Some of the ninja from my collection, the rest (40-50 I think) are in black and I will take pictures of them at a later date, always considered this one of my favourite parts of the samurai warfare period.
A ninja (忍者?) or shinobi (忍び?) was a covert agent or mercenary of feudal Japan specializing in unorthodox arts of war. The functions of the ninja included espionage, sabotage, infiltration, and assassination, as well as open combat in certain situations. The ninja, using covert methods of waging war, were contrasted with the samurai, who had strict rules about honour and combat. In his Buke Myōmokushō, military historian Hanawa Hokinoichi writes of the ninja:
They travelled in disguise to other territories to judge the situation of the enemy; they would inveigle their way into the midst of the enemy to discover gaps, and enter enemy castles to set them on fire, and carried out assassinations, arriving in secret.
The origin of the ninja is obscure and difficult to determine, but can be surmised to be around the 14th century. However, the antecedents to the Ninja may have existed as early as the Heian and early Kamakura eras. Few written records exist to detail the activities of the ninja. The word shinobi did not exist to describe a ninja-like agent until the 15th century, and it is unlikely that spies and mercenaries prior to this time were seen as a specialized group. In the unrest of the Sengoku period (15th - 17th centuries), mercenaries and spies for hire arose out of the Iga and Kōga regions of Japan, and it is from these clans that much of later knowledge regarding the ninja is inferred. Following the unification of Japan under the Tokugawa shogunate, the ninja descended again into obscurity. However, in the 17th and 18th centuries, manuals such as the Bansenshukai (1676) — often centered on Chinese military philosophy — appeared in significant numbers. These writings revealed an assortment of philosophies, religious beliefs, their application in warfare, as well as the espionage techniques that form the basis of the ninja's art. The word ninjutsu would later come to describe a wide variety of practices related to the ninja.
The mysterious nature of the ninja has long captured popular imagination in Japan, and later the rest of the world. Ninjas figure prominently in folklore and legend, and as a result it is often difficult to separate historical fact from myth. Some legendary abilities include invisibility, walking on water, and control over natural elements. The ninja is also prevalent in popular culture, appearing in many forms of entertainment media.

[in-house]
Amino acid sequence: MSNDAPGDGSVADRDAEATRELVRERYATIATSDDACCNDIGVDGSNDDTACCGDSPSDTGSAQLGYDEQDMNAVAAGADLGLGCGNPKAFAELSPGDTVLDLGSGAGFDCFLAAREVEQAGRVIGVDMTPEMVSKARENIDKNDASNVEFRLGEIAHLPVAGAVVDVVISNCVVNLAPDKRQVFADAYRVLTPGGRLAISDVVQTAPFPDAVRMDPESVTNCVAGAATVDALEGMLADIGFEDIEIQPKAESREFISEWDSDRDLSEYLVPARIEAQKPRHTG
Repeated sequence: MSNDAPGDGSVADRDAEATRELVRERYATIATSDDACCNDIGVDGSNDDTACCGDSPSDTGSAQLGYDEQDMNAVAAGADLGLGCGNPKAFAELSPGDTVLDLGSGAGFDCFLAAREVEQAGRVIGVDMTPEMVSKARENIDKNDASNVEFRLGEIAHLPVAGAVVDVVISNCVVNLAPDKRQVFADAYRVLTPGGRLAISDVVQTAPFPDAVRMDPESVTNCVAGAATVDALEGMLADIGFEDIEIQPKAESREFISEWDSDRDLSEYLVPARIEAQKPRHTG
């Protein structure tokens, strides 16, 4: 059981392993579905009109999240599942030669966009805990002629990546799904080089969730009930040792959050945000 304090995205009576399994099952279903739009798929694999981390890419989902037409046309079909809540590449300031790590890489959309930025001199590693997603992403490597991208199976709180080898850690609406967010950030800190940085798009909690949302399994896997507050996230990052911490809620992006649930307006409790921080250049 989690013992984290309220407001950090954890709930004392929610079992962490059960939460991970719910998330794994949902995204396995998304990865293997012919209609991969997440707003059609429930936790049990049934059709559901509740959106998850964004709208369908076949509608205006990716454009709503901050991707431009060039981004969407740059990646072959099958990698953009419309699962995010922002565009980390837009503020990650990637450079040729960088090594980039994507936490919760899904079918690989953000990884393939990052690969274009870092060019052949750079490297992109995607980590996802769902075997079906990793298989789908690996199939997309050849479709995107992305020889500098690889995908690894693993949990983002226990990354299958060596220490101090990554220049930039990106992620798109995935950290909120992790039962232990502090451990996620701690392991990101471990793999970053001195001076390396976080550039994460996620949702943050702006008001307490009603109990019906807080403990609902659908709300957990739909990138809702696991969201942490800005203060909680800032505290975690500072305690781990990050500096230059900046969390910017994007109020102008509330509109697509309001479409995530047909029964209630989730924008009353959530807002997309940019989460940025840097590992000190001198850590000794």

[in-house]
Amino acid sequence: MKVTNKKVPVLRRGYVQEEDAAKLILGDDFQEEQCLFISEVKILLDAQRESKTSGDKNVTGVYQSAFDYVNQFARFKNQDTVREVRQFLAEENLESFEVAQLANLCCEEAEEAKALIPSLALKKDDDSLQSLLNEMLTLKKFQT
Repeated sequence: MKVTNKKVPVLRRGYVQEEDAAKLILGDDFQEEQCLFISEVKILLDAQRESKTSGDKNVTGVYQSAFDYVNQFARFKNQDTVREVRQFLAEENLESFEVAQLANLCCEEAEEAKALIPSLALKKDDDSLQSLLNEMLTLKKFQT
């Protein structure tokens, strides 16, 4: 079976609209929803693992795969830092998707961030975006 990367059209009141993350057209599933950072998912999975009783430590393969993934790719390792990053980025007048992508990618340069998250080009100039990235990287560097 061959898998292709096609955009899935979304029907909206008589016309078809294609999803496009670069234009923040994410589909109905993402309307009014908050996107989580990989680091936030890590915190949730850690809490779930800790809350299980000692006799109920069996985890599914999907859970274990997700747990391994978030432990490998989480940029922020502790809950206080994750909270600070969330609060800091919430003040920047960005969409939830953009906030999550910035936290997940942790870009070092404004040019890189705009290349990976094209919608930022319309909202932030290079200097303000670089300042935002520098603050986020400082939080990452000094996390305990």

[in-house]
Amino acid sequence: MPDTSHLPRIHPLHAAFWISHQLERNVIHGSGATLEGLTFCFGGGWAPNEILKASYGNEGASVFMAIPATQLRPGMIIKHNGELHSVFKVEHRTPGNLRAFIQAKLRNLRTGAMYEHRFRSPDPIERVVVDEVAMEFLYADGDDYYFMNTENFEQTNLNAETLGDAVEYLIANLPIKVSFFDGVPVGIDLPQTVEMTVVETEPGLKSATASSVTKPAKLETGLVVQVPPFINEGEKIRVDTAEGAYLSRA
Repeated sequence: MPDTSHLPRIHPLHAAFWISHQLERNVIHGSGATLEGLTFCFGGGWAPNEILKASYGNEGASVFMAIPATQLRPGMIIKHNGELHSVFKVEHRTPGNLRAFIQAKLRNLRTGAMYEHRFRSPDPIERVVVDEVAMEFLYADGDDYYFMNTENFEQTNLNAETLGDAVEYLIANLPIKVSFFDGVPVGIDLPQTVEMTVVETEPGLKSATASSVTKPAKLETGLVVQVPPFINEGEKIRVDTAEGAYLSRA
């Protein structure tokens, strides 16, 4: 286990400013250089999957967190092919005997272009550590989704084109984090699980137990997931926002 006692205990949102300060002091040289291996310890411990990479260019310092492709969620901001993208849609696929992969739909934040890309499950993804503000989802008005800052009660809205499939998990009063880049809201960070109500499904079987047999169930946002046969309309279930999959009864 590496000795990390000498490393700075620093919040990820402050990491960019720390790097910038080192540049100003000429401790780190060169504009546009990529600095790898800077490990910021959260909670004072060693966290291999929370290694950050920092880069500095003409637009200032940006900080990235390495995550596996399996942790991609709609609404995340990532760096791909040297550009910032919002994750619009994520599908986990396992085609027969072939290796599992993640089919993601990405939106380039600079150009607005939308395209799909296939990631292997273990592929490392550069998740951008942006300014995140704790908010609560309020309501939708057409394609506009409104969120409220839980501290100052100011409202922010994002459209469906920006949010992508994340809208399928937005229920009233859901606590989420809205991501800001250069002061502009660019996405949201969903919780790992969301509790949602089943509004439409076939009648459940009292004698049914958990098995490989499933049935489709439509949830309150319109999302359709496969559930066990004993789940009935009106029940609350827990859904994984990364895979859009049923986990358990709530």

Iga and Koga Clans
The Iga and Kōga clans have come to describe families living in the province of Iga (modern Mie Prefecture) and the adjacent region of Kōka (later written as Kōga), named after a village in what is now Shiga Prefecture. From these regions, villages devoted to the training of ninjas first appeared. The remoteness and inaccessibility of the surrounding mountains may have had a role in the ninja's secretive development. Historical documents regarding the ninja's origins in these mountainous regions are considered generally correct. The chronicle Go Kagami Furoku writes, of the two clans' origins:
"There was a retainer of the family of Kawai Aki-no-kami of Iga, of pre-eminent skill in shinobi, and consequently for generations the name of people from Iga became established. Another tradition grew in Kōga".
Likewise, a supplement to the Nochi Kagami, a record of the Ashikaga shogunate, confirms the same Iga origin:
"Inside the camp at Magari of the Shogun [Ashikaga] Yoshihisa there were shinobi whose names were famous throughout the land. When Yoshihisa attacked Rokkaku Takayori, the family of Kawai Aki-no-kami of Iga, who served him at Magari, earned considerable merit as shinobi in front of the great army of the Shogun. Since then successive generations of Iga men have been admired. This is the origin of the fame of the men of Iga."
A distinction is to be made between the ninja from these areas, and commoners or samurai hired as spies or mercenaries. Unlike their counterparts, the Iga and Kōga clans produced professional ninja, specifically trained for their roles. These professional ninja were actively hired by daimyos between 1485 and 1581, until Oda Nobunaga invaded Iga province and wiped out the organized clans. Survivors were forced to flee, some to the mountains of Kii, but others arrived before Tokugawa Ieyasu, where they were well treated. Some former Iga clan members, including Hattori Hanzō, would later serve as Tokugawa's bodyguards.
Following the Battle of Okehazama in 1560, Tokugawa employed a group of eighty Kōga ninja, led by Tomo Sukesada. They were tasked to raid an outpost of the Imagawa clan. The account of this assault is given in the Mikawa Go Fudoki, where it was written that Kōga ninja infiltrated the castle, set fire to its towers, and killed the castellan along with two hundred of the garrison. The Kōga ninjas are said to have played a role in the later Battle of Sekigahara (1600), where several hundred Kōga assisted soldiers under Torii Mototada in the defence of Fushimi Castle. After Tokugawa's victory at Sekigahara, the Iga acted as guards for the inner compounds of Edo Castle, while the Kōga acted as a police force and assisted in guarding the outer gate. In 1614, the initial "winter campaign" at the Siege of Osaka saw the ninja in use once again. Miura Yoemon, a ninja in Tokugawa's service, recruited shinobi from the Iga region, and sent ten ninjas into Osaka Castle in an effort to foster antagonism between enemy commanders. During the later "summer campaign", these hired ninjas fought alongside regular troops at the Battle of Tennōji.